In your note you talk about doing research etc .. I think, and this is just my theory which may not work for you - but you should freewrite it. You have a situation you like, which is a vision of a guy dangling a girl and then dropping her from a bridge. Now if you sat and rewrote, not LOOKING back, not overwritin', or correctin', and just wrote it until the story told you it was done -- I think you should do this. Focus on every little thing you can think of and don't look back or rewrite a sentence, and when you're finished print it out and put it away for 3 days before looking at it again and doing another draft.

6:25 PM  
Blogger Sam Spid said...

Hey - thanks so much for the feedback; it's dead useful and I appreciate it.

I hadn't really looked at it from the perspective of someone without a fairly intimate knowledge of London geography and it's very confusing without that.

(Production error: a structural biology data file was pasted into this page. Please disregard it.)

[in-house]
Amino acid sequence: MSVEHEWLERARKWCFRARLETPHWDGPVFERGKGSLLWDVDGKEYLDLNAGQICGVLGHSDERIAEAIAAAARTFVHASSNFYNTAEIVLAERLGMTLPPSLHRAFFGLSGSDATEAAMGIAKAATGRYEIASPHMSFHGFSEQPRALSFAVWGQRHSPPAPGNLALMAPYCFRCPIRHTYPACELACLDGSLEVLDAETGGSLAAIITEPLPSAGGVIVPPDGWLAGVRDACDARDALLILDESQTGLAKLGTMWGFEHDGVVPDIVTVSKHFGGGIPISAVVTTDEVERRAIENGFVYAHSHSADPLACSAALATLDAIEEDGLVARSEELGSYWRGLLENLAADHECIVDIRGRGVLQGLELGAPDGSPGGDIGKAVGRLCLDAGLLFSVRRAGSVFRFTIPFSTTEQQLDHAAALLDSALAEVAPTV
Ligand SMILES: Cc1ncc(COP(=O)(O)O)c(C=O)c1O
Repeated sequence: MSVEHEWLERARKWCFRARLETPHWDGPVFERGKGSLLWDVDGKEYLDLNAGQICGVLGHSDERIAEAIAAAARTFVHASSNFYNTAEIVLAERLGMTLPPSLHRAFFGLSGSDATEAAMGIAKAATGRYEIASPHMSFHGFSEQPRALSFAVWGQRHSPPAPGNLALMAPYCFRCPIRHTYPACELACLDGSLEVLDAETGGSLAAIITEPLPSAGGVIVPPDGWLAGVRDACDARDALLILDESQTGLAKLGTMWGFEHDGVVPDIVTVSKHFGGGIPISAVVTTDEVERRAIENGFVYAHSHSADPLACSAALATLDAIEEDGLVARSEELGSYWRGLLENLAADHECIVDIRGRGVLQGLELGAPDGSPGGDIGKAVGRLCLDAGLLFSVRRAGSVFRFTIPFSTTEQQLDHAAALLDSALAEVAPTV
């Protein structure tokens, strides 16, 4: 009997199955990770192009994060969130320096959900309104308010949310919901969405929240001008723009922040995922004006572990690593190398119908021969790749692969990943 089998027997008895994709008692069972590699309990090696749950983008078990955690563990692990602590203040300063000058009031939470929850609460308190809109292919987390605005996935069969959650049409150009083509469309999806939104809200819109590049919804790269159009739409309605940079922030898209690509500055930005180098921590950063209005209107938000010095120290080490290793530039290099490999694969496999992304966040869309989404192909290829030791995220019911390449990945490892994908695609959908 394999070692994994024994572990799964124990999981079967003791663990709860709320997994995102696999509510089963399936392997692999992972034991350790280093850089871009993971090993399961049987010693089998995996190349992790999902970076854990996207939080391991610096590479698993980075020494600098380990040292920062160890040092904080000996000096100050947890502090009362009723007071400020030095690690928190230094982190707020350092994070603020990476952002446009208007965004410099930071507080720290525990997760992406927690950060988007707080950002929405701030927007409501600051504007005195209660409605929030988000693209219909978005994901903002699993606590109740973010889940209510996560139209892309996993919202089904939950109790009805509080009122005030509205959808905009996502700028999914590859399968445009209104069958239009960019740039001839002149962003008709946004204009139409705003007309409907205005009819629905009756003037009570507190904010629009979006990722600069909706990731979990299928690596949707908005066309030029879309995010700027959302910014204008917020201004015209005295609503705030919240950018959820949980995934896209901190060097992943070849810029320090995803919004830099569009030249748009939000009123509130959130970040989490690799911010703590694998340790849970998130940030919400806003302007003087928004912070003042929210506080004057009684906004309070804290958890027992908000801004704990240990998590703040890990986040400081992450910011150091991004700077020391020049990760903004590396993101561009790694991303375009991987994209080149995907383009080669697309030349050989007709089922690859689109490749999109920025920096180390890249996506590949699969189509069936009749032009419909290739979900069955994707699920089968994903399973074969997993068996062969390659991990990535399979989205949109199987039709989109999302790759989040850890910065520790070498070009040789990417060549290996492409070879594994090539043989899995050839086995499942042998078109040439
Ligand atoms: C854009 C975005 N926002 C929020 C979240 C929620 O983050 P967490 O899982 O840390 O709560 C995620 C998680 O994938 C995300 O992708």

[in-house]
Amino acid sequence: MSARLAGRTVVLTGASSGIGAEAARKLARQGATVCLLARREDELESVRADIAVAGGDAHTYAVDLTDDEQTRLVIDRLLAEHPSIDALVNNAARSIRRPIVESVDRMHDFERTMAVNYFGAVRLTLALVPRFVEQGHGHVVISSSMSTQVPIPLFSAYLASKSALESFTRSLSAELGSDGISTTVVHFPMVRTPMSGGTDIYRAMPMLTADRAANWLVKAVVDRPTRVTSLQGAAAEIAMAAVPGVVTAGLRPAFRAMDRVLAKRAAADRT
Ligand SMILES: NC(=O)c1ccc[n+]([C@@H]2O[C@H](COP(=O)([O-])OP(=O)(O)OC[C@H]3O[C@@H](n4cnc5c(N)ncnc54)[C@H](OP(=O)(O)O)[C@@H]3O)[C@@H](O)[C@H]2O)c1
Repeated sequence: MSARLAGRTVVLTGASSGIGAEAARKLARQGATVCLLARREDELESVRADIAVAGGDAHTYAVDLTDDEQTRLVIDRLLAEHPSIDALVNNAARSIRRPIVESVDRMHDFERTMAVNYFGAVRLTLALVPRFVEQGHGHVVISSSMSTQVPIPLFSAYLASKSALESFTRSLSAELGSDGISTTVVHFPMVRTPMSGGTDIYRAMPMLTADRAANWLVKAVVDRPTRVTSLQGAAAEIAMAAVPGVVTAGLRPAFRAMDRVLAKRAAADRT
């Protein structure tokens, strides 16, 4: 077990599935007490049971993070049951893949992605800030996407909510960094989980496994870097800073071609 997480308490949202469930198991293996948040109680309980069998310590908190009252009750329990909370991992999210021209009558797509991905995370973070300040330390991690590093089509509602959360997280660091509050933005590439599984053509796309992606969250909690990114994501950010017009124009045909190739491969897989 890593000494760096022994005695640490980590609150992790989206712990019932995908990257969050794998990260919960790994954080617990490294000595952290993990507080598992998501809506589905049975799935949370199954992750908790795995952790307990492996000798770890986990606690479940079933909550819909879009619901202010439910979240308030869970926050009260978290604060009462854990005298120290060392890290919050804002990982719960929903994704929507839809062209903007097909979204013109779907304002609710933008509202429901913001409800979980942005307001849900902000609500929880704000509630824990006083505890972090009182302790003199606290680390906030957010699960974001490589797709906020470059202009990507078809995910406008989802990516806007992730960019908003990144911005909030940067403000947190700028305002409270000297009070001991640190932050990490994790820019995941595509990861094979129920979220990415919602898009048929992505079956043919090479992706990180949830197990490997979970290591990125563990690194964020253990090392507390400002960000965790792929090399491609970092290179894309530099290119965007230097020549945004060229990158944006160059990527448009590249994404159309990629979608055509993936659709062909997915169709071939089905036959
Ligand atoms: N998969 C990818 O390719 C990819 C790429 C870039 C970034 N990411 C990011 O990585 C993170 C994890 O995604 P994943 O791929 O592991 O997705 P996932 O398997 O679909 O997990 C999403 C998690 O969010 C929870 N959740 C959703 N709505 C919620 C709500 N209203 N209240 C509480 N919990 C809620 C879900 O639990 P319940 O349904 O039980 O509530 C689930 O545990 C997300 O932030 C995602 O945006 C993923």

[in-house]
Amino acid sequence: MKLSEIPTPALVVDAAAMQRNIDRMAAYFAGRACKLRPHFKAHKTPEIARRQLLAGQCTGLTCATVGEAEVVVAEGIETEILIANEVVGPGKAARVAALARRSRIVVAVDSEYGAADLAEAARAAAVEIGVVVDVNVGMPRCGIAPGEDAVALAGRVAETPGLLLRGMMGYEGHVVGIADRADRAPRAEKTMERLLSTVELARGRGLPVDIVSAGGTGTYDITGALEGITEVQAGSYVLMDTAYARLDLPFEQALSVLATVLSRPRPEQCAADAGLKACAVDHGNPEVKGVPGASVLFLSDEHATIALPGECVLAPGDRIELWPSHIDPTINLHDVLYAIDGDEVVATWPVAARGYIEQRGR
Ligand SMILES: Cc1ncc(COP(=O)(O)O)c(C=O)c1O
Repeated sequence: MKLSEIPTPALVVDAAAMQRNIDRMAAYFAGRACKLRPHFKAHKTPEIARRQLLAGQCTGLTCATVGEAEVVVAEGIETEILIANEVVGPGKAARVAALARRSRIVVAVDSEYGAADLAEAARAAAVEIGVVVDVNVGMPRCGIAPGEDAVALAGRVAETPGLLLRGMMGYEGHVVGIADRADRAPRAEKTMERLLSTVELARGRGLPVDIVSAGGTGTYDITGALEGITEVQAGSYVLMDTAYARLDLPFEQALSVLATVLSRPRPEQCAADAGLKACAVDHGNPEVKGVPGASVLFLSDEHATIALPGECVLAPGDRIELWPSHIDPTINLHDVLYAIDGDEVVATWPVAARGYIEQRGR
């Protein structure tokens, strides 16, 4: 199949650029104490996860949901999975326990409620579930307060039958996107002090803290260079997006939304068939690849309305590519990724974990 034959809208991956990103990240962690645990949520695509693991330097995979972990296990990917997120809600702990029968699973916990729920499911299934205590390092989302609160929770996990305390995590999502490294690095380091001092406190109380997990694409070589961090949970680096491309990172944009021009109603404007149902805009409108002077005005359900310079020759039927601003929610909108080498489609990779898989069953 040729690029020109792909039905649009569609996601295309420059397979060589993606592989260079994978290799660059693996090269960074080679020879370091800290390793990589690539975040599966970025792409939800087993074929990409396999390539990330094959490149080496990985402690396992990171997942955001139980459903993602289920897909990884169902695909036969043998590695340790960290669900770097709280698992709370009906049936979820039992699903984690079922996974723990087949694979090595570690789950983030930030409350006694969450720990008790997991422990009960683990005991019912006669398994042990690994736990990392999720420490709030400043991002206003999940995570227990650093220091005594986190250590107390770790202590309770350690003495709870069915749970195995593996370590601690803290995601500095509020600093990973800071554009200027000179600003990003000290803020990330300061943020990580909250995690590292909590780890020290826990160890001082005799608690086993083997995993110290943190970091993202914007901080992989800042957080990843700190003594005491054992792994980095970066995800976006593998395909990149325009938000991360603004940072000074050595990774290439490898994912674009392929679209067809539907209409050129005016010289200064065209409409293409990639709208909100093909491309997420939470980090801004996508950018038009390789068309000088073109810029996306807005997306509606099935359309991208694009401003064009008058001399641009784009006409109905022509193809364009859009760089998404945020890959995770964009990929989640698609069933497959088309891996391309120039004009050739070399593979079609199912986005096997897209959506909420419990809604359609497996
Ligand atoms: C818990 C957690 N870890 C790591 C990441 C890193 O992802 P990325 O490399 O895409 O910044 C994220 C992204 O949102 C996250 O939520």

The guy does show up too suddenly - that was because I was desperate to move it along from this monologue thing into action and just threw him in at random... will definitely try and ease him in with a little more suspense.

You've made me realise that I need to pull back the perspective a little more... it gets clunky and too close-up. But I can do that, no worries.

I hear you about not overdoing the research and free writing instead. A lot of the research *is* free writing... it's little sketches of the characters' backstories, which'll end up coming out in the story. The rest is Wikipedia timeline stuff because the story is going to trip back 100 years to a couple of real life characters and I want a picture in my head of that world.

So there's a couple of biogs I need to read but I've got a time limit on the research portion (about 2 more weeks). Then, definitely, I plan on just sitting down and throwing it out - can't wait.

Yeah, I hate Bet's name too... I wanted a name that wasn't shared by anyone I know. It'll probably change.

Thanks again - I will definitely incorporate that feedback into the next draft and bear it in mind when writing the rest of it.